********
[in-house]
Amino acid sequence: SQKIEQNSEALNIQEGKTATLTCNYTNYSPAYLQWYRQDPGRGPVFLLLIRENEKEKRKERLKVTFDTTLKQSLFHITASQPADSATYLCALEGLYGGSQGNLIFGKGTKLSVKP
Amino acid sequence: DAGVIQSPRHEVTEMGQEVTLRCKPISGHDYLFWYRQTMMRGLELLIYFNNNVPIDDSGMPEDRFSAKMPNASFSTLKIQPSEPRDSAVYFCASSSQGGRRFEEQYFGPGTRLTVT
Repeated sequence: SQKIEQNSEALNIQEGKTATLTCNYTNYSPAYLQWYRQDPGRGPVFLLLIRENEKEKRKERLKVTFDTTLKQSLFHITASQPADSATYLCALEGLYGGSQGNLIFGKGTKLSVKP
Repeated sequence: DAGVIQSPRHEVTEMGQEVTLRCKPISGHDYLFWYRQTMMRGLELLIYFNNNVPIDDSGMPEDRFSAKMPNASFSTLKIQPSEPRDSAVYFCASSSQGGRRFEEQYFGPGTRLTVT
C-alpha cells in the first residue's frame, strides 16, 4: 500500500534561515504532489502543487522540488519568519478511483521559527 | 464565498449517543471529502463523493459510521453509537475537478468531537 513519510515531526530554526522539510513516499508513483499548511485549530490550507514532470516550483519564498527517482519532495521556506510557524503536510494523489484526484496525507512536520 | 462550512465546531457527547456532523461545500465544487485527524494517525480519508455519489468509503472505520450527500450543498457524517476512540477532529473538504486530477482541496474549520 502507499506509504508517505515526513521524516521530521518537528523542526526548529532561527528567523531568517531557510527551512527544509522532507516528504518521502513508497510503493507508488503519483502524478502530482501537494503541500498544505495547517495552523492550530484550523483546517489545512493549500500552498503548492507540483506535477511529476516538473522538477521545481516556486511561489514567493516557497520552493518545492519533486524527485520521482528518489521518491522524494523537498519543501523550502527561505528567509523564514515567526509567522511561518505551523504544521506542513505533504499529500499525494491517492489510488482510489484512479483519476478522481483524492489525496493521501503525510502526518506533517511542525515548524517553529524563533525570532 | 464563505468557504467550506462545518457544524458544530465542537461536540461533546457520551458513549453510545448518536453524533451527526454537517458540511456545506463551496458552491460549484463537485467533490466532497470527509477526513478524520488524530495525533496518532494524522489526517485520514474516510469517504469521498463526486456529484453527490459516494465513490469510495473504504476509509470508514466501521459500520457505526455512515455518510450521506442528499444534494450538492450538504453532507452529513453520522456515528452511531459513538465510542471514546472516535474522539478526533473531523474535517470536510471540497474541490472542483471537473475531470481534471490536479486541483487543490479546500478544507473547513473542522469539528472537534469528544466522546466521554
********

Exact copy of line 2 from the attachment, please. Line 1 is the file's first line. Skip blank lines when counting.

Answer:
Amino acid sequence: SQKIEQNSEALNIQEGKTATLTCNYTNYSPAYLQWYRQDPGRGPVFLLLIRENEKEKRKERLKVTFDTTLKQSLFHITASQPADSATYLCALEGLYGGSQGNLIFGKGTKLSVKP